High Stakes

ROI and GR: Yes, the Two Belong in the Same Sentence!

ROI

The value of a robust government relations effort has never been more important in the success of a hospital or health system. And that value is clear – at least to those of us who have spent our careers in government relations. But in an era when budgets are tightening at the state and federal level, government relations leaders have a growing responsibility to figure out how to measure ROI for their departments.

Be honest, have you asked yourself lately, “How is my government relations department helping the organization achieve its business goals?” If you haven’t asked yourself this – or shared how you’re doing this with leadership – you’re not alone. In a benchmark report conducted by Jarrard Inc. just over a year ago, only 18 percent of government relations leaders within hospitals and health systems produce any formal ROI measures.

Why do so few provide formal measurement? It’s likely because measuring wins in government relations can seem difficult. Our work can take years. Sometimes the wins are staving off a harmful regulation or cut that never really saw the light of day because we fought it behind the scenes. Other times – even with the most well-developed campaign plan – we lose the issue to politics (not substance), and so on.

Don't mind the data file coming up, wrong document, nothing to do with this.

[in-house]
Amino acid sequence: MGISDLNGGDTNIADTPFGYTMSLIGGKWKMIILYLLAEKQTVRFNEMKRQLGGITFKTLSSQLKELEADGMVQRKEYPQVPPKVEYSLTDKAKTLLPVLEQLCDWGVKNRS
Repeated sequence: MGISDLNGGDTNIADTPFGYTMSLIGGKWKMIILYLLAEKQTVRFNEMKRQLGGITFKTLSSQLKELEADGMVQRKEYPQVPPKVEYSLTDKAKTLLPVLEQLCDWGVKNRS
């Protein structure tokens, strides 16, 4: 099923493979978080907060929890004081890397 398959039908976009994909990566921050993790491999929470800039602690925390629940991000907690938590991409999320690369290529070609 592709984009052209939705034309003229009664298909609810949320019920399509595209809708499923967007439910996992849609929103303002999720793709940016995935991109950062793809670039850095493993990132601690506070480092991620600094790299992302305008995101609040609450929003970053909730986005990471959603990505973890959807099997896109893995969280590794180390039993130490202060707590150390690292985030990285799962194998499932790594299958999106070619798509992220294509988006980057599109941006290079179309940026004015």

Regardless of why you’ve been putting it off, you need to start measuring your efforts and proactively demonstrating your value to your C-suite and your board. Doing so will be the lynchpin to increased department resources for the future.

Measures can vary, depending on your department’s efforts – and what your leadership team values.

Some government relations strategists I work with produce formal written reports that outline factors like reimbursement increases or cuts avoided, volume of legislative interactions, visits to facilities by legislators/regulators and their staff, testimony provided, CON efforts, managed contracts won, and strategic partnerships accomplished.

Others apply financial analysis to each established priority, and include a financial floor the government relations team was responsible for maintaining or securing annually.

Other leaders I know focus on measuring visibility or opportunities for the system, or access to legislators, regulators, staff, business and local leaders when they need it.

The bottom line is this: Goals of the government relations team should align with the organization’s business goals, and the best measures should clearly demonstrate how your government relations team is supporting those business goals.

Today’s GR strategists are often responsible for staying on top of the latest legislative and regulatory issues that matter to your organization and being familiar with and developing plans to help your organization achieve success in growth strategies; clinically integrated networks and ACO development; payment reform; network, state-based exchange plan and demonstration project inclusion; labor efforts, reputation building and so much more. It’s a job for a small army. And the only way to get the resources needed to build that army is to demonstrate the value your government relations team brings to the system.

 

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